Google, Intel and the other backers of the Climate Savers Computing Initiative are to be commended for their efforts to address an issue that is on the minds of corporate buyers but not well understood.
The approach the group is taking — to encourage companies to buy products that are certified as energy efficient — will make it easier for IT to play a role in going green, even as they struggle to come to grips with larger IT power-consumption questions.
The Climate Savers' goal is to increase the efficiency of PC power supplies from the 80 percent specified by the EPA's Energy Star guidelines today to 90 percent by 2010, and ratchet that up to 92 percent for volume servers.
Reducing energy consumption in this manner, the group says, should reduce greenhouse gas emissions by 54 million tons per year, the equivalent of removing 11 million cars from the road.
Climate Savers says going green will add about $US20 to the cost of a PC and $US30 to a server. But the ROI is only two to three years based on this calculation: Increased efficiency should save 60 kilowatt-hours (kWh) per desktop per year for devices that are on for 2000 hours. At $US0.12/kWh, this "translates into savings of $US7.20 in energy costs", the group says. If you add in air-conditioning costs, that rounds up to $US10 in savings per device per year. Annual savings are greater for servers that are left on all the time.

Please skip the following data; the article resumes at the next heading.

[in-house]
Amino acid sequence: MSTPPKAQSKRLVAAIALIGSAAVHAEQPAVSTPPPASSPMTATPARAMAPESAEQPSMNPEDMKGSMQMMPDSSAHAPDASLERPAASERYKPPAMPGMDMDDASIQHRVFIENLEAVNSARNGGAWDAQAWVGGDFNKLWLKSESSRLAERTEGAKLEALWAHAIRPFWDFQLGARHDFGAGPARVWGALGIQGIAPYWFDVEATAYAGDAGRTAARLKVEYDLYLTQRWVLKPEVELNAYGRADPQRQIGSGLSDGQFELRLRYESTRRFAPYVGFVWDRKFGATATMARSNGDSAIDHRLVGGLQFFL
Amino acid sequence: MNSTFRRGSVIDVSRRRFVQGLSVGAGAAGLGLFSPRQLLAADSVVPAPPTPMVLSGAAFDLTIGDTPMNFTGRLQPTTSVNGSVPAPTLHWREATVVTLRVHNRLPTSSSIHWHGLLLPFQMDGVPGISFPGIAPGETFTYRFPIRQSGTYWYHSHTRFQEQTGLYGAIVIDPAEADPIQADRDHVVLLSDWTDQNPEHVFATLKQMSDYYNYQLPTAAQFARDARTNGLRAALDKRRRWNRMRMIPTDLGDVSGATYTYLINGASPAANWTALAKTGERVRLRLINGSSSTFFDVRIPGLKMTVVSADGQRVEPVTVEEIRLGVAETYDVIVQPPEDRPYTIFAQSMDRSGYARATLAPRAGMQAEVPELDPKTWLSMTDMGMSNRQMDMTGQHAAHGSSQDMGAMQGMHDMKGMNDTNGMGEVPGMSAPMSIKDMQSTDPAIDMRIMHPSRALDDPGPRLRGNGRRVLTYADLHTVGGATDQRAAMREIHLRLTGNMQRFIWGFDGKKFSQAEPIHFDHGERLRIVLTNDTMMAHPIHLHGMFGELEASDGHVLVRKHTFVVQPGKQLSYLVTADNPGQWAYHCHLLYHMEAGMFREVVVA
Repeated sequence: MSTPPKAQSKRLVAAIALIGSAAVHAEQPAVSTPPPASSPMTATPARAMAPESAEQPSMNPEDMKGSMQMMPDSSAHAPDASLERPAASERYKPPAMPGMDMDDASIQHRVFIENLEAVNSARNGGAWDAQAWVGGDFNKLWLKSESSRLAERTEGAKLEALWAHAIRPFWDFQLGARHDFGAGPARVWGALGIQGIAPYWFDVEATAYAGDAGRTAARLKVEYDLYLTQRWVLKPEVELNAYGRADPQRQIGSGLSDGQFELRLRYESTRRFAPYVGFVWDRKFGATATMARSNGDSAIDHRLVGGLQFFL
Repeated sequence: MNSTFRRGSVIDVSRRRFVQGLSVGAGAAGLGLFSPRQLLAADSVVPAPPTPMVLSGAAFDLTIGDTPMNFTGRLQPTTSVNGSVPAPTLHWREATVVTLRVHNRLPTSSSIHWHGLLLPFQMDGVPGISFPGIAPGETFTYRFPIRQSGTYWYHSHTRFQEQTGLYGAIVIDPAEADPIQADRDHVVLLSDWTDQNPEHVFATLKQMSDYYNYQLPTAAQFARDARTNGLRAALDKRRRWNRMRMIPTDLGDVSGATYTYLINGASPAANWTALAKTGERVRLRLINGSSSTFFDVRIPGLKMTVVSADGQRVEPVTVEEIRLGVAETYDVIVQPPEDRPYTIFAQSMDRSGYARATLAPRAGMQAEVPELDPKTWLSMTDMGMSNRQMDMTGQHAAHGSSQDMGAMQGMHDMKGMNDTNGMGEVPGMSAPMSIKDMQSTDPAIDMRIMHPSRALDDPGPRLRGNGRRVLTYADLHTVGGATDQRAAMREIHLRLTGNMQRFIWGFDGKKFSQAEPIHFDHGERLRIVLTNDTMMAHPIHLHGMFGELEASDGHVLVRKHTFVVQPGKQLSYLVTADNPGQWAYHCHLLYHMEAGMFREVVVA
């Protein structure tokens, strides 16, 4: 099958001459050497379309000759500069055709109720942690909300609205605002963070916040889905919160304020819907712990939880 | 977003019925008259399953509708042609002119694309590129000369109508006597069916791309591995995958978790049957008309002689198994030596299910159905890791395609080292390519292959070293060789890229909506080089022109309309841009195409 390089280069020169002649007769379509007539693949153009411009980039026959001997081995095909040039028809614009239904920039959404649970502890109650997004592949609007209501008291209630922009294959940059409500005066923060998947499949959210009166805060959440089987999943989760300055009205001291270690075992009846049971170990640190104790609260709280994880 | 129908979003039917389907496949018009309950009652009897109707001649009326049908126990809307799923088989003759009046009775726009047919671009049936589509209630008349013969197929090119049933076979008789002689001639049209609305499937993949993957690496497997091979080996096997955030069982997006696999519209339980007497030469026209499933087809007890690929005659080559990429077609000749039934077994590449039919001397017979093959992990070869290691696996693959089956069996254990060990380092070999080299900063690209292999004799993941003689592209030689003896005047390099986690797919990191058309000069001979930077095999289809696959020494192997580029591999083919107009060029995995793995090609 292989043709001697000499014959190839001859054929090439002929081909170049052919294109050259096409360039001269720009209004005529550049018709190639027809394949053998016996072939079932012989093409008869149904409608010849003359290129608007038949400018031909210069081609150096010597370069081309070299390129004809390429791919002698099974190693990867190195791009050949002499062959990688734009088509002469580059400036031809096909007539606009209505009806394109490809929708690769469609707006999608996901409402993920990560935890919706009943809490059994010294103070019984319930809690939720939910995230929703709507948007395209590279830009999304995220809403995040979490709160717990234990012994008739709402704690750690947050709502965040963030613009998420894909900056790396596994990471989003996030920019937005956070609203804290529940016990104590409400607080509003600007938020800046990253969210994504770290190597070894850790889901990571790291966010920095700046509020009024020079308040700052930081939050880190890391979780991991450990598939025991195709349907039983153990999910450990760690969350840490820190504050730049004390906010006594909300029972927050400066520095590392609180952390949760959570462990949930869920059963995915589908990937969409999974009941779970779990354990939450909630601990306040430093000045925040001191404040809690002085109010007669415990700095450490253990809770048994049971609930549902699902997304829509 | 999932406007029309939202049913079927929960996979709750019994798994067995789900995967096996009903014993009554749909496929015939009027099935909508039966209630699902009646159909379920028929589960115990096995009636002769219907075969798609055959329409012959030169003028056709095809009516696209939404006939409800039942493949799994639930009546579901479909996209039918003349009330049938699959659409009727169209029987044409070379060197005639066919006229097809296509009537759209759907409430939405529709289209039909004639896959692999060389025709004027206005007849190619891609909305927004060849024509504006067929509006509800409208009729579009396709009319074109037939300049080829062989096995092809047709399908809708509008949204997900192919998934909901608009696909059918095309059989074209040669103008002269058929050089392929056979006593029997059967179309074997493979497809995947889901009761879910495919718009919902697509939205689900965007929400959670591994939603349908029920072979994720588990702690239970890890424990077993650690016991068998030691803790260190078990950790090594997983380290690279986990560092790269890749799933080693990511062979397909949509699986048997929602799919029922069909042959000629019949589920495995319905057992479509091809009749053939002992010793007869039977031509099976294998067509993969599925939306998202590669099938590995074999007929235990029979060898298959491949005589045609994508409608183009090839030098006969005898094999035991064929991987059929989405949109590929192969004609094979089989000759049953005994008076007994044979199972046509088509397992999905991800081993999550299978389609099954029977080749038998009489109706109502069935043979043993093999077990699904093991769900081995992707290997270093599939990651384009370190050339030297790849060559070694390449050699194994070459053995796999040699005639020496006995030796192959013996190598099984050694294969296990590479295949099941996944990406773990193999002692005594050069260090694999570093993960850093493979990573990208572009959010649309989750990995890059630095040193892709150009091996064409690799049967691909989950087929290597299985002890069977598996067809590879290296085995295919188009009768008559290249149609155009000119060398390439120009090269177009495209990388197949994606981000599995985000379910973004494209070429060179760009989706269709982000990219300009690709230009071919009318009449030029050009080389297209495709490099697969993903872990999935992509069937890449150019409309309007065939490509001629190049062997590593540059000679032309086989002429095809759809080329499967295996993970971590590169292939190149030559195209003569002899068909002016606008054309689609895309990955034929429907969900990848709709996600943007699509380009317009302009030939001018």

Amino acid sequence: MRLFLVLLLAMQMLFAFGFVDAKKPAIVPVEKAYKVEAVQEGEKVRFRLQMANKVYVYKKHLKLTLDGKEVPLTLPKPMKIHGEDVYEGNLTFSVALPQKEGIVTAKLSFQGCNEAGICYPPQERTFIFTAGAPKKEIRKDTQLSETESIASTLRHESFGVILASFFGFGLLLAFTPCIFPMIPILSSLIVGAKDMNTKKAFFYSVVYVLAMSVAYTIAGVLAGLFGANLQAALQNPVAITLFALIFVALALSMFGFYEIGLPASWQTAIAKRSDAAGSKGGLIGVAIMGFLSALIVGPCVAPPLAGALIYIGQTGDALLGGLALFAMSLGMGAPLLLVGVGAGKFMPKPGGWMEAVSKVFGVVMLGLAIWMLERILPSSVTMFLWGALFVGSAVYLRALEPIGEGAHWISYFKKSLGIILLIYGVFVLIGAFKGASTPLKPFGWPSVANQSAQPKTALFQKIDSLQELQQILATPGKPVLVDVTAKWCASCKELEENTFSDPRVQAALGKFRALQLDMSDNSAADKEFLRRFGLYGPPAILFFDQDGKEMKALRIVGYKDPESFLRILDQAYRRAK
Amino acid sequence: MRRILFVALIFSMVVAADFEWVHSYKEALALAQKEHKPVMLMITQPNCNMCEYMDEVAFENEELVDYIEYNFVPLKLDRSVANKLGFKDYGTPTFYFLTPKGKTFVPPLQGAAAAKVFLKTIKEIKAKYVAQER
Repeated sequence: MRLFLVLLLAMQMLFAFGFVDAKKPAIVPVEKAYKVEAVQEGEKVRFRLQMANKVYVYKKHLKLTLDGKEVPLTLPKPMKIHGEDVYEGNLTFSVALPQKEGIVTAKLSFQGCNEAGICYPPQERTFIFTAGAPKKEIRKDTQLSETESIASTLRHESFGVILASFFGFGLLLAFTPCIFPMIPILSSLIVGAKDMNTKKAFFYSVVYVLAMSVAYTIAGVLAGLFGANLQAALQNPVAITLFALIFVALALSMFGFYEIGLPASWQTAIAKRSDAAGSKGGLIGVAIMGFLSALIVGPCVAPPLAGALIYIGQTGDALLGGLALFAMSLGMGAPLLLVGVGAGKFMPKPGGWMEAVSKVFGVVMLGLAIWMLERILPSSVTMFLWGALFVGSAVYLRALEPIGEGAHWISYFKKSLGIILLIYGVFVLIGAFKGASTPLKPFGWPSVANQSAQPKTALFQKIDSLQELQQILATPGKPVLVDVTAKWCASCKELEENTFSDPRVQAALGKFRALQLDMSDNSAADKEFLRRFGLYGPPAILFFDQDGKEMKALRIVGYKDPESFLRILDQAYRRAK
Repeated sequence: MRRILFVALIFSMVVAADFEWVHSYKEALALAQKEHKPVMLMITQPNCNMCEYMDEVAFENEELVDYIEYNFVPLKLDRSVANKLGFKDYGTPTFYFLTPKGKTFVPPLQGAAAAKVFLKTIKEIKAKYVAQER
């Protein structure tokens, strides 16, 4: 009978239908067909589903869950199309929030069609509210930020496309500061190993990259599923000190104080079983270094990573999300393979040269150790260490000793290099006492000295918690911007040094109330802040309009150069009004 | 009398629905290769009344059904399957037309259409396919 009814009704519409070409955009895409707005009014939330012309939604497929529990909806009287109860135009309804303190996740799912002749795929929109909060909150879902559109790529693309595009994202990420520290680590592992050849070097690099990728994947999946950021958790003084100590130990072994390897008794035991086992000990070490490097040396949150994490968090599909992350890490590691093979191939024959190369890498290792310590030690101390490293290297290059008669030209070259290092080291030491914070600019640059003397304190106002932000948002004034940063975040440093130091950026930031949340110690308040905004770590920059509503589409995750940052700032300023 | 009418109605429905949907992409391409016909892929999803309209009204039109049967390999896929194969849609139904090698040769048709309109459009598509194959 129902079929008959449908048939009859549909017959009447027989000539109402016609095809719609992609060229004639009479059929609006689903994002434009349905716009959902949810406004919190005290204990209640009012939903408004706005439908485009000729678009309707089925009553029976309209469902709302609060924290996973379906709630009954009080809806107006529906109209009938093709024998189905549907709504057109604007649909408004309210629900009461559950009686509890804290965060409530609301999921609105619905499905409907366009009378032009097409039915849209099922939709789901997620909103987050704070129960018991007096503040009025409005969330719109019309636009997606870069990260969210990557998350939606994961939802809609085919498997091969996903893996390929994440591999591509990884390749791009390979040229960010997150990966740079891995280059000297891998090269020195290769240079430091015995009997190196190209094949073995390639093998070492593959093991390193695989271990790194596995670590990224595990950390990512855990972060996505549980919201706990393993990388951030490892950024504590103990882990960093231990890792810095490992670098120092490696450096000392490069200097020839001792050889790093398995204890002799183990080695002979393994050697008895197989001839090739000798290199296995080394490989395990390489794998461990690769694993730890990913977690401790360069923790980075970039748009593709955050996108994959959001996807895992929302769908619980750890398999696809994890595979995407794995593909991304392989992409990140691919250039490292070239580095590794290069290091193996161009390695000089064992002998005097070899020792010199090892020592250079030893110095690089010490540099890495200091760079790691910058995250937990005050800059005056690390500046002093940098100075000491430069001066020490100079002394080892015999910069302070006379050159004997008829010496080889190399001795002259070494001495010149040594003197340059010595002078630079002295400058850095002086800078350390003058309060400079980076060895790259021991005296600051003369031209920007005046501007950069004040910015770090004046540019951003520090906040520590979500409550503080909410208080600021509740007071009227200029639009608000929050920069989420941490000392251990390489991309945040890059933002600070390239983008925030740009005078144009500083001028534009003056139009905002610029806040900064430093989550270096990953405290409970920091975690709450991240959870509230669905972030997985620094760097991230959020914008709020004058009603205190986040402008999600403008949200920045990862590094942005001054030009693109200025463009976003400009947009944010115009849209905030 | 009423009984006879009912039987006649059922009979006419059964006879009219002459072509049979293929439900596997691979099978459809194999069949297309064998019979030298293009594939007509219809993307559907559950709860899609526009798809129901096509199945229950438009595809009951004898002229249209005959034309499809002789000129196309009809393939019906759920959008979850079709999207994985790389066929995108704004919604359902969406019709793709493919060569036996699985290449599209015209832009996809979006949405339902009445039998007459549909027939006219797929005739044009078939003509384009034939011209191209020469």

Few companies have a handle on IT energy consumption and cost, so joining the initiative and committing to buy gear that meets the group's guidelines are concrete ways to start to make a difference. But it should be only the start. The real work to be done is in the data centre.
Over the life of a data centre the money spent on power may exceed the cost of the IT equipment, says Neil Rasmussen, CTO of American Power Conversion. At $US0.12 per kWh, "the annual electrical cost per kW of IT load is approximately $US1000", Rasmussen said.
"Over the 10-year life of a typical data centre, this translates to approximately $US10,000 per kW of load. A 200kW data centre would have a 10-year electricity cost of $US4 million."
About half of data centre power goes to IT loads, Rasmussen says. The rest feeds power-handling equipment, cooling and lighting, all of which represent opportunities for savings. He estimates that savings of 20 percent to 50 percent are possible.
It's time to get serious about energy.
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